On the morning of my visit, Ann shows me how a typical day begins. Three “learning centers” have been set up at tables in the activity room, and the children are already taking an active interest. One of the learning centers has a number of simple jigsaw puzzles, another is an art station with paper, glue and plastic jewels, while the other has triangular prisms and shiny paper. Ann explains that the latter two learning centers are part of an ongoing project about light. The kids are free to engage in whatever activity catches their interest, and teachers are on hand to encourage and support them. Aside from the learning centers, there are books, toys, and clothes for dress-up – all of which the children have access to. As the student-teacher ratio is low, teachers have the leeway to allow children to pursue their own interests, rather than confine them to specific activities.

TCG’s student-led approach to learning is inspired by Reggio Emilia, but is informed by a range of educational philosophies. Rather than having a strict curriculum, the school encourages children to learn in response to their own interests, and adapts its program accordingly. The current project based on light, Ann explains, came about when the children became interested in how light shining through prisms and translucent paper created colored patches on the floor. Ann and the teaching team picked up on this and developed activities based on that theme to allow further exploration of the subject. These projects are allowed to evolve organically rather than being tied to a timetable, and will last as long as they are relevant to students’ interests.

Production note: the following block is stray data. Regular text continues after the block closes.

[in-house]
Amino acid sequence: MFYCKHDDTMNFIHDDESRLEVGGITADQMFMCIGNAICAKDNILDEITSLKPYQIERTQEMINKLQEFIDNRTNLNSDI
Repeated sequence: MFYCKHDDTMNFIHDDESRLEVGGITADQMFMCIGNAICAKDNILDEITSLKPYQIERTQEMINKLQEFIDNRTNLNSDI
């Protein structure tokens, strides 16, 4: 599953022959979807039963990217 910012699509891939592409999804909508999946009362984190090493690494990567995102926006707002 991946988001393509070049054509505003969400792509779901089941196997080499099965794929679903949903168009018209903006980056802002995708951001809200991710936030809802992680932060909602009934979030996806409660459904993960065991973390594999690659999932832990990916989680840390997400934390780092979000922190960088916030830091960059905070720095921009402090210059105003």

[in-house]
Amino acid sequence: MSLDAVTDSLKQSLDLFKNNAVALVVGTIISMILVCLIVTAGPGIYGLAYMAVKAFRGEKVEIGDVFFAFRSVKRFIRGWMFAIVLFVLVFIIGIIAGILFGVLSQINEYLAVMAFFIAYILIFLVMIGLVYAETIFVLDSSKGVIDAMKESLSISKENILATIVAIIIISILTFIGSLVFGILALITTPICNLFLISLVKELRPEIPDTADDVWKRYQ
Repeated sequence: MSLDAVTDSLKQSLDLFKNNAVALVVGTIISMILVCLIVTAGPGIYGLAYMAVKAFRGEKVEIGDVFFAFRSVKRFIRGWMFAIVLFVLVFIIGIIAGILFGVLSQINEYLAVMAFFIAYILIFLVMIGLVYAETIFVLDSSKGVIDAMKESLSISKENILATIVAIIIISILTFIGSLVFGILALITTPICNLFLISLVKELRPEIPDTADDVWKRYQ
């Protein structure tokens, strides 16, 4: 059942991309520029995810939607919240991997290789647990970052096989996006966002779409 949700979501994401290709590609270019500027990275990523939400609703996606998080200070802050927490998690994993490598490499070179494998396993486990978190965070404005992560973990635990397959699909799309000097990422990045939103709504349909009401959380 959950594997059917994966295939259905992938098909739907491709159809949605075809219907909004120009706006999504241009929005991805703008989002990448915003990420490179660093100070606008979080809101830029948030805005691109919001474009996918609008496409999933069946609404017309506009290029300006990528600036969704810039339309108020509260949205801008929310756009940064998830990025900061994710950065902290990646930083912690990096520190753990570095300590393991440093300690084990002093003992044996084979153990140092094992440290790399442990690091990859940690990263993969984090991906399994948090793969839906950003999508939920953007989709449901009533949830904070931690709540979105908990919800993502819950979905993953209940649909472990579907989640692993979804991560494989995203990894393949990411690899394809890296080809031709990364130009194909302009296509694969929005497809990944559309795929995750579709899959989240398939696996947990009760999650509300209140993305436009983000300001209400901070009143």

These activities were part of the project about light.